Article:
A Poor Use of Good Hyssop

There is a very helpful biblical resource called a “harmony of the gospels.” The idea is that the accounts given by the different gospels can be “harmonized.” It is clear, in fact, that the gospel accounts are not always harmonious. That has caused a great deal of ingenuity to be expended showing how well they can be made to fit together. The idea I pursue in this essay is that all that ingenuity would be put to better use by attending to the symbols each writer of a gospel uses to make his own account richer and more powerful even though they are not the same symbols another writer uses.
But I have another problem to address today. It is a much softer, kinder problem: what if the various accounts could be harmonized without doing violence to them? Would we be better off if we did that?

I’m going to argue that we would not be better off. I have an example in mind that will help us explore the question. Here are the accounts of the four gospels on whether Jesus was offered wine during his crucifixion and if so, how.

  • Mark: So someone ran and soaked a sponge in some sour wine. Then he put it on a stick and offered Jesus[ab] a drink, saying, “Wait! Let’s see if Elijah comes to take him down!”
  •  Matthew: When some of the people standing there heard this, they said, “He’s calling for Elijah.”[ai] 48 So one of the men ran off at once, took a sponge, and soaked it in some sour wine. Then he put it on a stick and offered Jesus[aj] a drink.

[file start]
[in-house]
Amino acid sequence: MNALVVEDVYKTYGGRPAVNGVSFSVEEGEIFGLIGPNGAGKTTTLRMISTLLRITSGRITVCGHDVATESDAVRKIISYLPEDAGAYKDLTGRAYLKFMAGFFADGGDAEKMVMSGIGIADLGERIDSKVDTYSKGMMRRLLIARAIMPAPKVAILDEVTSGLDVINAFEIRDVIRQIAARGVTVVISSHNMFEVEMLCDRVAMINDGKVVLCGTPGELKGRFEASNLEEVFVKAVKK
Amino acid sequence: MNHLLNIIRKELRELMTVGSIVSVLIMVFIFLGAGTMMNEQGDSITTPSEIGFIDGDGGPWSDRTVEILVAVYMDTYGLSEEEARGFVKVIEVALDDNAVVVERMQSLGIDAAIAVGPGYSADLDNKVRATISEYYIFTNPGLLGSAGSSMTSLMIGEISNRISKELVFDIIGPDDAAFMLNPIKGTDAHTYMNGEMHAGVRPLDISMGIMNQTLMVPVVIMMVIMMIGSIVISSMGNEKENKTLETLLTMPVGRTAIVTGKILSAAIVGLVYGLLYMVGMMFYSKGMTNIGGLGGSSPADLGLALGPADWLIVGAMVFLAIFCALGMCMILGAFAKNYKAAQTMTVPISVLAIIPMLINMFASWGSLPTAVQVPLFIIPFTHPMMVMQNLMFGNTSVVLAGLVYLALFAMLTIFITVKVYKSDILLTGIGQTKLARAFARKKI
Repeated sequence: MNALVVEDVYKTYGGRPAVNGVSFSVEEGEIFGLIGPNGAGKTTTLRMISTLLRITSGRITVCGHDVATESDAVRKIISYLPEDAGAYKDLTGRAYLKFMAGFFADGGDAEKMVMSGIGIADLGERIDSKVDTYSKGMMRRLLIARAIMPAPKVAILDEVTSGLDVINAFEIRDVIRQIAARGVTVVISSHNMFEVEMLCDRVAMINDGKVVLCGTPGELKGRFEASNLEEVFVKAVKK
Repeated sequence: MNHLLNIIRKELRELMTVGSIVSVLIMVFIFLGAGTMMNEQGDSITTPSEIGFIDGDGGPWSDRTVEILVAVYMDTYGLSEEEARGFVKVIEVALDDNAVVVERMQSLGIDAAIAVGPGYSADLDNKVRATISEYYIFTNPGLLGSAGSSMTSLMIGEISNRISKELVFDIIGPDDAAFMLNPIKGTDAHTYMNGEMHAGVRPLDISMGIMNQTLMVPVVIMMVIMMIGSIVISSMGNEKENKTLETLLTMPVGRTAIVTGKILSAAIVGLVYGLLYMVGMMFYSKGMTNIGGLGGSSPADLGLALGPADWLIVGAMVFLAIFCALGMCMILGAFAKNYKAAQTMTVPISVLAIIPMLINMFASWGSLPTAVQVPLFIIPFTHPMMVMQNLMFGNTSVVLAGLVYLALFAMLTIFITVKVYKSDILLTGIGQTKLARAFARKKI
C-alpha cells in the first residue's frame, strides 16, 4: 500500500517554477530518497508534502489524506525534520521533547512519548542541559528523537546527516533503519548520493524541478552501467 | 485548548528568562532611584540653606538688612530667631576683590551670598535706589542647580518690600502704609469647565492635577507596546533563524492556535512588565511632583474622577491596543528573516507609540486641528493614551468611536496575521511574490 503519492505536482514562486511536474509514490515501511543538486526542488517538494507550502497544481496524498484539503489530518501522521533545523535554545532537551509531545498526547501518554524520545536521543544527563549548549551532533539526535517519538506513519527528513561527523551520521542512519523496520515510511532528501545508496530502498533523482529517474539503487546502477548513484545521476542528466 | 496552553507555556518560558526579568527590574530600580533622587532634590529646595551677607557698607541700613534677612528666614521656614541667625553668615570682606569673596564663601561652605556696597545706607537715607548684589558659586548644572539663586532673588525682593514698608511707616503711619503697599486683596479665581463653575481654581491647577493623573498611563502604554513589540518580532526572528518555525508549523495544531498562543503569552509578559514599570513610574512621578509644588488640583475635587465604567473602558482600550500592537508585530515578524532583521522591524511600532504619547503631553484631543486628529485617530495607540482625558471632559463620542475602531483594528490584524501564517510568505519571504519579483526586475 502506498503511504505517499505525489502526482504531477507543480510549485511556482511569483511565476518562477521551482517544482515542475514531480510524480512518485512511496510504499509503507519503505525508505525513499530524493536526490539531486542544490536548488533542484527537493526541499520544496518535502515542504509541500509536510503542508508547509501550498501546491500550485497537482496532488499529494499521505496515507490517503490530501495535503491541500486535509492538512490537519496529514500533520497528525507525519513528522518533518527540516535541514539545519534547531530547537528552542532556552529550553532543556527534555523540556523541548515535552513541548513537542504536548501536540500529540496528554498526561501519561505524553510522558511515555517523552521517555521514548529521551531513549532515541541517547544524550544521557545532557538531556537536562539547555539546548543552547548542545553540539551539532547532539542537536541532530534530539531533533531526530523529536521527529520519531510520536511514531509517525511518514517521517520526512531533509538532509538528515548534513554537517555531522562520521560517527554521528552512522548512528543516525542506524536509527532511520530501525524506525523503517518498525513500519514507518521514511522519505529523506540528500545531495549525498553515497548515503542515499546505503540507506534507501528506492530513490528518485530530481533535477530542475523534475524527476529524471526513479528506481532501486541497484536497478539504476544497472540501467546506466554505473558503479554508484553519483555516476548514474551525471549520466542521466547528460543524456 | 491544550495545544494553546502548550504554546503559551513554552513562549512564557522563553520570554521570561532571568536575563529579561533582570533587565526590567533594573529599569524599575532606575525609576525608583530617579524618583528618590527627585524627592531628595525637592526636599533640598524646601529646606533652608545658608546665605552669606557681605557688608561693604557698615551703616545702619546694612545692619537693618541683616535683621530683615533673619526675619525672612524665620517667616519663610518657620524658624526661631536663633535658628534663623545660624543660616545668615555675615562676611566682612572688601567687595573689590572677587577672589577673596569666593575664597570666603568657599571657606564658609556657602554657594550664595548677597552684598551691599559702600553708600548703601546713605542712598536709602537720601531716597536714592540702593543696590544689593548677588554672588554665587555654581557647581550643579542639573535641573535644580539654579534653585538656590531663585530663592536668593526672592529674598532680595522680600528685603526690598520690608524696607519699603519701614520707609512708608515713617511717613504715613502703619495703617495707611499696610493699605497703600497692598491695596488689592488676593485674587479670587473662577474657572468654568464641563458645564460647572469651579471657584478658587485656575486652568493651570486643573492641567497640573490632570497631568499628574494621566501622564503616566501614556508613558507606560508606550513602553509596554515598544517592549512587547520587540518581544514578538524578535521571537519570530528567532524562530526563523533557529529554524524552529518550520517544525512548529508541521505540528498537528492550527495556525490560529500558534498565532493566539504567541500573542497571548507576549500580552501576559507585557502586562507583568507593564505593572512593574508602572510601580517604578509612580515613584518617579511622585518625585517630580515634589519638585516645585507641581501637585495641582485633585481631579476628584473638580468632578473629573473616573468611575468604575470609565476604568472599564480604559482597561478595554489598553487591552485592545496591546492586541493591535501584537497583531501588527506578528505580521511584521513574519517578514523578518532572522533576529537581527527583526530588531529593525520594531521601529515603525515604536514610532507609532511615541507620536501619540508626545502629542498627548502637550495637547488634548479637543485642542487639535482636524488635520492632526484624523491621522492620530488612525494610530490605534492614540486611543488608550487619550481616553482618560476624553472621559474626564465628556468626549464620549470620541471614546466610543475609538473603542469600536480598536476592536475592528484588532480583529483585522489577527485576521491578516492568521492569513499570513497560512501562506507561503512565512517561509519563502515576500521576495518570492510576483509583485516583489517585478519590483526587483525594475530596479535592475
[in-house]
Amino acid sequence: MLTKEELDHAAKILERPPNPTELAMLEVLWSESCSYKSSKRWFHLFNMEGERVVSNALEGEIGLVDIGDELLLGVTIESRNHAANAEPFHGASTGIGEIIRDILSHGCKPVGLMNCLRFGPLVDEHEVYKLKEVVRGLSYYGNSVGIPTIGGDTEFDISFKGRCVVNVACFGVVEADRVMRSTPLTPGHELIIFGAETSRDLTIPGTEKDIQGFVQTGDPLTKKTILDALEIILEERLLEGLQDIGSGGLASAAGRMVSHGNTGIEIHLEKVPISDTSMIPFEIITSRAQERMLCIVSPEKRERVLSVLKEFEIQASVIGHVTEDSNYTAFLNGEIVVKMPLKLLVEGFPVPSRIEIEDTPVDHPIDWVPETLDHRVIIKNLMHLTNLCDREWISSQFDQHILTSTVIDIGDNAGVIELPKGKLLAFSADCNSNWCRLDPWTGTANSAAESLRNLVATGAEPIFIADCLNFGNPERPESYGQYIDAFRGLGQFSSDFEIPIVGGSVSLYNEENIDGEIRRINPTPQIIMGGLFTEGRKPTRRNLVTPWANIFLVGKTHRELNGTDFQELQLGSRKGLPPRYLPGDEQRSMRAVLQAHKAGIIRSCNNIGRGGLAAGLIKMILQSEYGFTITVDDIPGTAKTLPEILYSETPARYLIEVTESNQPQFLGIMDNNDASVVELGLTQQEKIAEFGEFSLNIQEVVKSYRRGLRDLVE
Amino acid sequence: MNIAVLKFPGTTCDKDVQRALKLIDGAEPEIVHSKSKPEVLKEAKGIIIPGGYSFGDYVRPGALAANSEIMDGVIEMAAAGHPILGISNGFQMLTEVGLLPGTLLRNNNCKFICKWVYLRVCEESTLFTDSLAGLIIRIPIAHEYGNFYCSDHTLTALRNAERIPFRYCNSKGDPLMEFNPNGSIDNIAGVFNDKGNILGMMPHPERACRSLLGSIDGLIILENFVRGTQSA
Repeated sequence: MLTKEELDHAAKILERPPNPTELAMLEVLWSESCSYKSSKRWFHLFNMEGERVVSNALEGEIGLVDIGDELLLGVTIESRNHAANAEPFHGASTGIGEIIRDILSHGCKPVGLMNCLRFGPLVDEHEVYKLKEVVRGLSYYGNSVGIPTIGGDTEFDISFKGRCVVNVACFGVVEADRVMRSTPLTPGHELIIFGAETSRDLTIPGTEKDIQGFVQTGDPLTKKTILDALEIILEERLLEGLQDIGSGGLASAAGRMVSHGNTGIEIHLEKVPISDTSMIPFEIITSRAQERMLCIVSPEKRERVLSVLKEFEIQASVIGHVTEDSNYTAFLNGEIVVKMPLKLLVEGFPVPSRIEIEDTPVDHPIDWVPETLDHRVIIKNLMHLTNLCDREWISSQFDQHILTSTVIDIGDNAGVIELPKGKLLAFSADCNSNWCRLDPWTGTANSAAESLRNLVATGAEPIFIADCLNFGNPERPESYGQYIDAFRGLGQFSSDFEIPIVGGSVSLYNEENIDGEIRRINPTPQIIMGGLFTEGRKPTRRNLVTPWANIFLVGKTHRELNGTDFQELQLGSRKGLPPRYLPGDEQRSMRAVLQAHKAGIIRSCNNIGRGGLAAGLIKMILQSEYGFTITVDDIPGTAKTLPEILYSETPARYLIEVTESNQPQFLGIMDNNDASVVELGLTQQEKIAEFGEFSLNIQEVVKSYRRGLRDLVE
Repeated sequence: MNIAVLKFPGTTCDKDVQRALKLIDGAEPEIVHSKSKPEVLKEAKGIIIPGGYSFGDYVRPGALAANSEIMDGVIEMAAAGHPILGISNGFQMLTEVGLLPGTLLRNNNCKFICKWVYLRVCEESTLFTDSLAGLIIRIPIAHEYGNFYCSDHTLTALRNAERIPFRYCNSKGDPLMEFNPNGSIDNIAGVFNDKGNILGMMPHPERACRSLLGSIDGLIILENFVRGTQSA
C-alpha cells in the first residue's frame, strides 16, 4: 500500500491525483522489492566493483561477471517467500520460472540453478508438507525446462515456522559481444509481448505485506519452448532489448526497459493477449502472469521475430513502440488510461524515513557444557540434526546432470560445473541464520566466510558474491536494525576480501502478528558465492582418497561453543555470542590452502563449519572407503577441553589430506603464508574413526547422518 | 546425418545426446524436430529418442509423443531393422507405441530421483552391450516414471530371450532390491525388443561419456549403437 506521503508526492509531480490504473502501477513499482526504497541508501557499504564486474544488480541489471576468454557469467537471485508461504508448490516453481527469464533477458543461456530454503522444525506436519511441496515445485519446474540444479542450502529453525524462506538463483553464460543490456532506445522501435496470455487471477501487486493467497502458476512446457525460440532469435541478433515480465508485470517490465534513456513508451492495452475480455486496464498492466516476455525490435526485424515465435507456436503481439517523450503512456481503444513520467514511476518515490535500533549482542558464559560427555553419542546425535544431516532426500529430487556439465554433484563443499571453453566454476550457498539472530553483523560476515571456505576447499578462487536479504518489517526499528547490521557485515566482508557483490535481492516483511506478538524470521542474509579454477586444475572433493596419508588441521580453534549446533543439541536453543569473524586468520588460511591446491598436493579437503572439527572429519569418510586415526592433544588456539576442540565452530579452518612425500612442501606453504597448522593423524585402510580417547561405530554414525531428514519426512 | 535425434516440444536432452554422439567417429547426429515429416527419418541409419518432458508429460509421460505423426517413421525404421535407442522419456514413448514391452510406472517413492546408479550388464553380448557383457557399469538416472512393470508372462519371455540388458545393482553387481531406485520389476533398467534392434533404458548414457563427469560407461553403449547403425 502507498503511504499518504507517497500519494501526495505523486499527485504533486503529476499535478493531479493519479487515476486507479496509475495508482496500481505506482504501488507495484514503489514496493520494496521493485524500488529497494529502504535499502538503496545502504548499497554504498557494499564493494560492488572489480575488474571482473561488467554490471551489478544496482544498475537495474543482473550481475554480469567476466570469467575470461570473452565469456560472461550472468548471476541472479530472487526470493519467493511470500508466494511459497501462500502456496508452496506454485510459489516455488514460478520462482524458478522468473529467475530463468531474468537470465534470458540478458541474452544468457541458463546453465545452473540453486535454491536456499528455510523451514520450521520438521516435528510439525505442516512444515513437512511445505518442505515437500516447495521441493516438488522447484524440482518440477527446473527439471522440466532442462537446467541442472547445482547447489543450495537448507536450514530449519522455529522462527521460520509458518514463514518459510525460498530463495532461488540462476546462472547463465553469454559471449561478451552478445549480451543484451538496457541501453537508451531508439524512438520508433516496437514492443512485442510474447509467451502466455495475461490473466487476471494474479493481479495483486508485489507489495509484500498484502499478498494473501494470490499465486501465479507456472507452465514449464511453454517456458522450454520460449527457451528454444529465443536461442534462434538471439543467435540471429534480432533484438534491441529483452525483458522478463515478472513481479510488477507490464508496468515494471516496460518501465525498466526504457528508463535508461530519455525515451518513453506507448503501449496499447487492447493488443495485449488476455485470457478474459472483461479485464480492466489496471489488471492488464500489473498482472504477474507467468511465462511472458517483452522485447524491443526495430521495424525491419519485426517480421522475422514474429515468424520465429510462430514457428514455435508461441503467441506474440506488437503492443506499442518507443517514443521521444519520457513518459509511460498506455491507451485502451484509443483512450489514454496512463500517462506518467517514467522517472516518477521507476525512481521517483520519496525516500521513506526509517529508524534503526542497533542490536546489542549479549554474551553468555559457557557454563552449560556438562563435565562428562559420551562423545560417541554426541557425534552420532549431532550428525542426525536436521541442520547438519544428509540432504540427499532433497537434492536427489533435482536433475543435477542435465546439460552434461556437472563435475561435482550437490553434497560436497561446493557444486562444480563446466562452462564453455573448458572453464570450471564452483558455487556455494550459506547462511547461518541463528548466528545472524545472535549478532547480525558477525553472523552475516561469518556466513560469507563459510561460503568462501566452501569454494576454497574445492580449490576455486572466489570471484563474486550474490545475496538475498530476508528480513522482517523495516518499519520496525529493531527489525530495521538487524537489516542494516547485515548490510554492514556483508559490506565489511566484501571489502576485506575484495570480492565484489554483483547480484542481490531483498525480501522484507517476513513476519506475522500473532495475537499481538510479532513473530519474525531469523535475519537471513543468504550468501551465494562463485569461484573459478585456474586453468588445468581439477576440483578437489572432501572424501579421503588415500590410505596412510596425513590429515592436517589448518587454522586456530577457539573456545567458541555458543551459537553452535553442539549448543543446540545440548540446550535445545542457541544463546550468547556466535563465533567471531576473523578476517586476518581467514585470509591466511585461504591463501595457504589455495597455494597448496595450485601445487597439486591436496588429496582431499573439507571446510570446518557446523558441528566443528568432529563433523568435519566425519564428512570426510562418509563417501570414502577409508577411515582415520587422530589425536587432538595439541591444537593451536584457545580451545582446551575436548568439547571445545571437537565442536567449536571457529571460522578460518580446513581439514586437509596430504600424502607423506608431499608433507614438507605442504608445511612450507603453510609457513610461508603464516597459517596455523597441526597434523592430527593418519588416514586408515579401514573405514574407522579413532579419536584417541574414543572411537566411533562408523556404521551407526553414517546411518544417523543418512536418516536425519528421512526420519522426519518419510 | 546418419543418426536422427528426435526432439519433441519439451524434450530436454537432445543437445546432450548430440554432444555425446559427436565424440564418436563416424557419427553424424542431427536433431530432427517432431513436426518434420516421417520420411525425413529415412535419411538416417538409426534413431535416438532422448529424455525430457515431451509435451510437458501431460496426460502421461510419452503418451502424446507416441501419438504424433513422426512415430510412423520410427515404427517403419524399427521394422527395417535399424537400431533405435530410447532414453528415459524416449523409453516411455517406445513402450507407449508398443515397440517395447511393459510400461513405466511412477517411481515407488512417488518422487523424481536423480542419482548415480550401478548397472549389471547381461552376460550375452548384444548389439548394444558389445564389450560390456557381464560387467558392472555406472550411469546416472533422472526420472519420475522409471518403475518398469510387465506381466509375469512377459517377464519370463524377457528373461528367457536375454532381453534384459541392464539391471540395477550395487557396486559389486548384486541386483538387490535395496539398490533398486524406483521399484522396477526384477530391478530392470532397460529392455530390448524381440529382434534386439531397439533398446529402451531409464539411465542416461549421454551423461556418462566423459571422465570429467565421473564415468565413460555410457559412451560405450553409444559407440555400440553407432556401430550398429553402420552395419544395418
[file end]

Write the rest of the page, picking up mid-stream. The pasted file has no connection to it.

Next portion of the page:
• Luke: The soldiers also made fun of Jesus[t] by coming up and offering him sour wine, 37 saying, “If you are the king of the Jews, save yourself!”
  • John: A jar of sour wine was standing there, so they put a sponge full of the wine on a branch of hyssop and held it to his mouth.

So Mark and Matthew say there was a stick handy. They put a sponge on the stick and hyssop 1lifted it up to where Jesus could reach it. John says they put the sponge on “a branch of hyssop.”  Hyssop doesn’t actually lend itself to a job like that: it is a fern-like plant, as you see.

What to do? One thing to do is to approach this the way a journalist might. You might note that neither Mark nor Matthew says what kind of stick it was, so there is no reason it couldn’t have been a stick made from a “branch” of a hyssop plant.
That’s not outrageous from a journalistic point of view. I’ve never seen a picture of a hyssop plant that looked like the branches were long enough to be of use in that way, but there certainly could be one. And then, you would either have to cut the fronds off the end so you could attach a sponge to it or you could try to hold it by the end with the fronds and use the thicker base of the branch to hold the sponge.

I think that if my principal concern were to harmonize the various accounts, that is what I would do. I might make a study of where in Jerusalem hyssop plants grew. I might ask for measurements of their length and their circumference at the base of each stem. I might check to be sure that there would be some growing in the area around the time of Passover.

hyssop 2I don’t think I would want to do that. What I would want to know is why John introduces the reference to hyssop at all. At this point, I might stop and remember that this is not the first reference to hyssop I have heard. I might remember that the blood of the slain lamb was to be applied to the lintel and the doorposts so that the Angel of Death would spare the homes of Hebrews whose houses were marked that way. The bushy fronds of hyssop would make a really good brush for applying the blood. (Exodus 12:22).